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6 Ecuadorian suspects in presidential candidate's assassination killed in prison, officials say

Ecuador prepares to elect new president
Ecuador to elect new president weeks after candidate assassinated 02:10

Six Colombians arrested as the alleged assassins of a candidate in Ecuador's August presidential election were slain Friday inside a prison in Guayaquil, officials announced, without providing details on what happened.

The prison authority said only that six prisoners killed inside Litoral Penitentiary were the men "charged with the murder of former presidential candidate Fernando Villavicencio." It identified them as: Jhon Gregore R., Andrés Manuel M., Adey Fernando G., Camilo Andrés R., Sules Osmini C. and José Neyder L.

Earlier, the agency had reported that "an event occurred inside" the prison and six people were dead. Litoral is Ecuador's biggest prison and is considered one of its most dangerous, being the scene of several riots with deaths the past three years.

The killings came as the prosecutor's office was near the conclusion of the investigation stage into the killing of Villavicencio, who was gunned down Aug. 9 while leaving a political rally.

The 59-year-old politician and former journalist had not been considered among the front-runners, but the assassination in broad daylight less than two weeks before the vote was a shocking reminder of the surge in crime besetting Ecuador. He had reported being threatened by affiliates of Mexico's Sinaloa drug cartel, one of the many international organized crime groups operating in Ecuador.  Villavicencio was outspoken about the links between organized crime and government officials.

Florida International University political science professor Eduardo Gamarra told CBS News that his outspokenness may have led to his death. 

"And one of the most notorious and prescient things that he said, that he always said, is that it would cost him his life."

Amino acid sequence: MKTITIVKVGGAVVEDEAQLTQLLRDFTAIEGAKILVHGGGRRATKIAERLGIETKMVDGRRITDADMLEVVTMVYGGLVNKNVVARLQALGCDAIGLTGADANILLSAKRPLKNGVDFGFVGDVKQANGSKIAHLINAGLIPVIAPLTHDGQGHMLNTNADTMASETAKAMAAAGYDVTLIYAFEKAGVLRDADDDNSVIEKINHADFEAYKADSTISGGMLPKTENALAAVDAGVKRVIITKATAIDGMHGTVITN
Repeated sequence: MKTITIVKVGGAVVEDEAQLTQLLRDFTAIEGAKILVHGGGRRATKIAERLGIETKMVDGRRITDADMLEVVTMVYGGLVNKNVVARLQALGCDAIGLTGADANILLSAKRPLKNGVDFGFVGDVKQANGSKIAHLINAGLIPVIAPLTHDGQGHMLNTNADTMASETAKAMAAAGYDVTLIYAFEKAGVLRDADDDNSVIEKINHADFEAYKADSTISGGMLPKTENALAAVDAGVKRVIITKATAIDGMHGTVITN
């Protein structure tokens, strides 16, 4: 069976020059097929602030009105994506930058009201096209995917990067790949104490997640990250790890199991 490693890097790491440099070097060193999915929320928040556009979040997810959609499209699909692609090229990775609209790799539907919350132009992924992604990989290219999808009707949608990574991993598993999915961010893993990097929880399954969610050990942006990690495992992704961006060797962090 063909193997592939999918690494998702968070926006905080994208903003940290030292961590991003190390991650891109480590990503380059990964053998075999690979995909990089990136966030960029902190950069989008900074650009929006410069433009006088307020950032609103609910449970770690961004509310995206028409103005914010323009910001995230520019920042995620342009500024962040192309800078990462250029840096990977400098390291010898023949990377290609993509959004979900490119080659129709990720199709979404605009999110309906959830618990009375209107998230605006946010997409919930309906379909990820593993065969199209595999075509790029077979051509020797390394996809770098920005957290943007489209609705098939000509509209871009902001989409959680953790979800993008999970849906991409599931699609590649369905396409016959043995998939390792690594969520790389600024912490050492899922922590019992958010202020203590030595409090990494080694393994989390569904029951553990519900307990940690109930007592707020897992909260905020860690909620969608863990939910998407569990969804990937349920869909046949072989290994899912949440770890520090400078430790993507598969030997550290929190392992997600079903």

Ecuador has long been known as one of the most peaceful nations in South America. But it is now becoming more violent, dangerous and deadly, Gamarra, an expert on Latin America, said.  He said the country's transformation is similar to that of Colombia during the height of the Columbian drug wars in the 1980s and 1990s, when journalists, judges and even a presidential candidate, Luis Carlos Galan, were murdered. 

Violence in Ecuador, a historically calm country, has surged in the past year as drug traffickers have flocked to the South American nation, resulting in a concerning uptick in drug trafficking, violent killings and child recruitment by gangs.

Villavicencio's alleged hitmen were captured hours after the crime and ordered held in preventive detention. Six other people also have been arrested for suspected involvement.

Although authorities released no information on the killings Friday, local media said the deaths occurred in pavilion 7, which officials have said is dominated by the local gang Los Choneros, led by Adolfo Macías. In his election campaign, Villaviciencio directly denounced Macías as the author of threats against his life. 

President Guillermo Lasso, who is out of the country, wrote on the social media site X, formerly known as Twitter, that he would return to Ecuador to attend to the emergency.

"Neither complicity nor cover-up, the truth will be known here," he said.

Ecuador is holding a runoff presidential election on Oct. 15 pitting the two top finishers in the August vote - leftist Luisa González and former lawmaker Daniel Noboa, who is the son of a banana tycoon.

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